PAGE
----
Most concussion websites I found talked about the major symptoms and difficulties but there were many subtler changes and differences I experienced which were not discussed and which I found equally challenging. I may be unique in these but I suspect not. So this page is devoted to the things which caught me out which I didn’t expect, or which had ramifications which I didn’t foresee. Hopefully my mishaps will help you avoid some yourself.

 

Dodgy memory and sense of time

My short-term memory was impaired by my concussion to the point where I would forget what I was doing the instant I turned away from it and thus burned food and boiled over milk regularly. I would also write notes to myself then not notice them until it was too late.

There are various practical ways around this. Using a timer can be really handy for everyday tasks – something easy to use and loud enough to hear in the hope that when it goes off, you’ll remember or be able to deduce what it’s going off for. Post-it notes are good for sticking in places you really can’t miss (bathroom mirrors, kettles, loo seat lids….).

My memory was affected in subtler ways too. I could still remember what had happened in my life in terms of daily events (though in the first few weeks this took some effort), but everything felt longer ago: something that happened in the morning felt like it happened a few days ago, something that happened yesterday felt like it happened last week. It wasn’t debilitating in itself but it was disorientating and my sense of the passage of time went all to hell. As for my long-term memory, it was unaffected in a practical sense. However, although I could access my long-term memories fine, they felt like they weren’t really mine. Again, quite strange!

Now my memory is much better. However, I still have some trouble with memory retrieval in that sometimes I can’t spontaneously recall things which have occurred since my accident. For example, I often find myself asking someone about something and then when they start telling me, I’ll realise that I’d asked them before and actually remember the answer. So the memories are there but I sometimes need a prompt to access them.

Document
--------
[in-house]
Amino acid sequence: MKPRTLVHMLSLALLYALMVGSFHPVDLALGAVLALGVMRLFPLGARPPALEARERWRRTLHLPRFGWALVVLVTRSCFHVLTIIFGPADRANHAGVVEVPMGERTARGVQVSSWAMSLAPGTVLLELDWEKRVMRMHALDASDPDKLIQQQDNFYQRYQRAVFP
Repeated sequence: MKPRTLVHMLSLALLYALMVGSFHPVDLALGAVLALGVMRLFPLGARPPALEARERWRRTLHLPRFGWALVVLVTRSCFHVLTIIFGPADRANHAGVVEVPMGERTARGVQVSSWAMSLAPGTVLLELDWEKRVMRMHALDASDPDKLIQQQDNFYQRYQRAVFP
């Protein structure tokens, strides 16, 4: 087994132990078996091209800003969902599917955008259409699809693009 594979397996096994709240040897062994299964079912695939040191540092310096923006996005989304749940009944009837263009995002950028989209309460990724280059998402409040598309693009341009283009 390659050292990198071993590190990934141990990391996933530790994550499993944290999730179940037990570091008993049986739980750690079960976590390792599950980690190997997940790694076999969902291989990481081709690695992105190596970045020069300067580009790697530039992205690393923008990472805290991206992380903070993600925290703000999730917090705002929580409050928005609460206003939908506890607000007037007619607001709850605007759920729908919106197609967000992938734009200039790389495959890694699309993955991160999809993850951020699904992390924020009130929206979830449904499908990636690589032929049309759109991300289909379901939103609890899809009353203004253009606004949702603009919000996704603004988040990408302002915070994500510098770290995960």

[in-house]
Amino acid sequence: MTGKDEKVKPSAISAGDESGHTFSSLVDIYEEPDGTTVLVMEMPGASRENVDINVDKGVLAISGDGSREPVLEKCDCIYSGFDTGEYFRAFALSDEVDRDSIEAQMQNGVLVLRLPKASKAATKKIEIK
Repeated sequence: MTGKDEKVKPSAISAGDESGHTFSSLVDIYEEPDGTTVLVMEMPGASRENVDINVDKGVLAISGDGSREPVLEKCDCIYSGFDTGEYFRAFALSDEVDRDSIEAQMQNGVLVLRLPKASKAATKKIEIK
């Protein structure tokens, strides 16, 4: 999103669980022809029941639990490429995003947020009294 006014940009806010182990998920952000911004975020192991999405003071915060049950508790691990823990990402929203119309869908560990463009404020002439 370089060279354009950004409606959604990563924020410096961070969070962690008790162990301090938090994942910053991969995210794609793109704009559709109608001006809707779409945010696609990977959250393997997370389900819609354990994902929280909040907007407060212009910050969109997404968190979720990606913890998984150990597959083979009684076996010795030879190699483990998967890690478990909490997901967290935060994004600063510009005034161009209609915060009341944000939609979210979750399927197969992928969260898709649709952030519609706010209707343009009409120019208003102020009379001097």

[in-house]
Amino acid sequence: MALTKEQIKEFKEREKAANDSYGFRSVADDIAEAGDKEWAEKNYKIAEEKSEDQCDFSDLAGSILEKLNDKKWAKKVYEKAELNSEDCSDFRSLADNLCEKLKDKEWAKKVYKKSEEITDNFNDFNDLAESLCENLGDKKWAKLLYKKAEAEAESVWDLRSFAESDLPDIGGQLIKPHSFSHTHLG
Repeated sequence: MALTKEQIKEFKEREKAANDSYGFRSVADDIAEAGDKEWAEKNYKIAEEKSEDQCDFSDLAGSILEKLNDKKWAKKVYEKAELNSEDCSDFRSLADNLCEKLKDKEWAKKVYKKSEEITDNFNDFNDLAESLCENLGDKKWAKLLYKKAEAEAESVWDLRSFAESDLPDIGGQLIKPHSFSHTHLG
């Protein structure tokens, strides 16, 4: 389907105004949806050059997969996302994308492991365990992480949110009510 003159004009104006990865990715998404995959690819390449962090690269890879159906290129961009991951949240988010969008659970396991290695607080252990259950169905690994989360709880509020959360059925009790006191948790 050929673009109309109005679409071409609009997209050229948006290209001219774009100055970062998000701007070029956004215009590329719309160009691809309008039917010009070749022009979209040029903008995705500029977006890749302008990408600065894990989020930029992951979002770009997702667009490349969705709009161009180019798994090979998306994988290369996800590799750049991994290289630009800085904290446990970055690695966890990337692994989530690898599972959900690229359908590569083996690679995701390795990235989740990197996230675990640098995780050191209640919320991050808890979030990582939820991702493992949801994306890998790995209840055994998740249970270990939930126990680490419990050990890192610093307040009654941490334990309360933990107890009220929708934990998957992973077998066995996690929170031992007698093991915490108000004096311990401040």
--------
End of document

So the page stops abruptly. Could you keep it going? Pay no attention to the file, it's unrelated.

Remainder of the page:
Now my memory’s a bit better, when I forget something I should have remembered I’m not always sure if it’s due to the brain injury or if I would have forgotten anyway. Regardless, I always shamelessly blame not remembering on the brain injury. After all, there aren’t many advantages to damaging your brain, so while you have a ‘get out of jail free’ card for being forgetful and absent-minded, why not use it at every opportunity? 😉

On a happier note – and this is relevant if you’re a musician or dancer or have to learn physical sequences of movement for any other purposes – I found that even when my conscious mental memory was rubbish, my body memory was okay. I don’t know if it was completely unaffected but I found I could still play taiko (Japanese drum) pieces which I knew well even when though were hazy in my mind (I did make more mistakes than usual, but I think this was due to my brain being glitchy in general, rather than due to memory issues). To my surprise, I also discovered that I could learn new fiddle pieces by ear: as soon as I had got my body familiar with the physical sequence, I could play it repeatedly, even when I could barely remember it enough to sing it. There are probably other ways you can make use of this body memory to compensate for mental memory problems in other aspects of life – if you think of some, let me know.

 

Glitches

Even when I wasn’t having memory failures, I experienced intermittent brain glitches, when I would do something random and weird for no reason, such as the time I was playing a taiko duet with a friend. We were playing an improvised taiko piece within a very simple structure with which I was very familiar (so no big memory demands), yet I missed out a whole section and didn’t even notice until my friend pointed it out afterwards. It didn’t feel like a memory issue as much as a sudden glitch or discontinuity in my mind. I would also put things in strange places (although, due to dodgy memory, I can’t recall any entertaining examples of this). I don’t know what you can do about this but it’s good to be aware of it if it’s happening. It’s one of the reasons I haven’t done any music gigs yet – I cannot rely on my brain not to (metaphorically or literally) skip a beat.

 

Poor judgement and decision-making

This one can be subtle. I was aware that, for a while, it was hard to think things through and make decisions as my thinking felt clunky. This was very noticeable so I made allowances for it. What has caught me out several times has been quick decisions which I made on the fly, such as the time I overtook a lorry going uphill on the A66 when the overtaking lane was running out. Given that I was driving a hairdryer of a van at the time, I only just made it. I then had to pull over in the next lay-by because I was so disturbed by how stupid I was, which obviously negated the point of overtaking in the first place.